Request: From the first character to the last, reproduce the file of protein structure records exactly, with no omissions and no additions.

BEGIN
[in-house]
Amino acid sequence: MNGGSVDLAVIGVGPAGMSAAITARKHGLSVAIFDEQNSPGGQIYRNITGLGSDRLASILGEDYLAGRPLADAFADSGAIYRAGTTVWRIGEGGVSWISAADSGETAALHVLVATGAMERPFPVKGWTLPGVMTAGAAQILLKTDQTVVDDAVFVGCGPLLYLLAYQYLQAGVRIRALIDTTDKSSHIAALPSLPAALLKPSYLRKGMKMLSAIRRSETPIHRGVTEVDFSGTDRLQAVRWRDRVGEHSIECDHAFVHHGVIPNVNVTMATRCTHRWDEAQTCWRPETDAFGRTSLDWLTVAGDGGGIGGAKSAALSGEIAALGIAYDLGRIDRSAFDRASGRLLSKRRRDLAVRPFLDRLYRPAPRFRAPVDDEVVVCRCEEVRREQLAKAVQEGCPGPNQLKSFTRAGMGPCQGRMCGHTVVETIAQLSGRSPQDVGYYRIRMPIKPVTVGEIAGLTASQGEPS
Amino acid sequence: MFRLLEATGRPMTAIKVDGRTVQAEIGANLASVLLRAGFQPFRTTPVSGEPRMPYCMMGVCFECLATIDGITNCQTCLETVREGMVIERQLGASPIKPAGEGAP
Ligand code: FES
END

[in-house]
Amino acid sequence: MNGGSVDLAVIGVGPAGMSAAITARKHGLSVAIFDEQNSPGGQIYRNITGLGSDRLASILGEDYLAGRPLADAFADSGAIYRAGTTVWRIGEGGVSWISAADSGETAALHVLVATGAMERPFPVKGWTLPGVMTAGAAQILLKTDQTVVDDAVFVGCGPLLYLLAYQYLQAGVRIRALIDTTDKSSHIAALPSLPAALLKPSYLRKGMKMLSAIRRSETPIHRGVTEVDFSGTDRLQAVRWRDRVGEHSIECDHAFVHHGVIPNVNVTMATRCTHRWDEAQTCWRPETDAFGRTSLDWLTVAGDGGGIGGAKSAALSGEIAALGIAYDLGRIDRSAFDRASGRLLSKRRRDLAVRPFLDRLYRPAPRFRAPVDDEVVVCRCEEVRREQLAKAVQEGCPGPNQLKSFTRAGMGPCQGRMCGHTVVETIAQLSGRSPQDVGYYRIRMPIKPVTVGEIAGLTASQGEPS
Amino acid sequence: MFRLLEATGRPMTAIKVDGRTVQAEIGANLASVLLRAGFQPFRTTPVSGEPRMPYCMMGVCFECLATIDGITNCQTCLETVREGMVIERQLGASPIKPAGEGAP
Ligand code: FES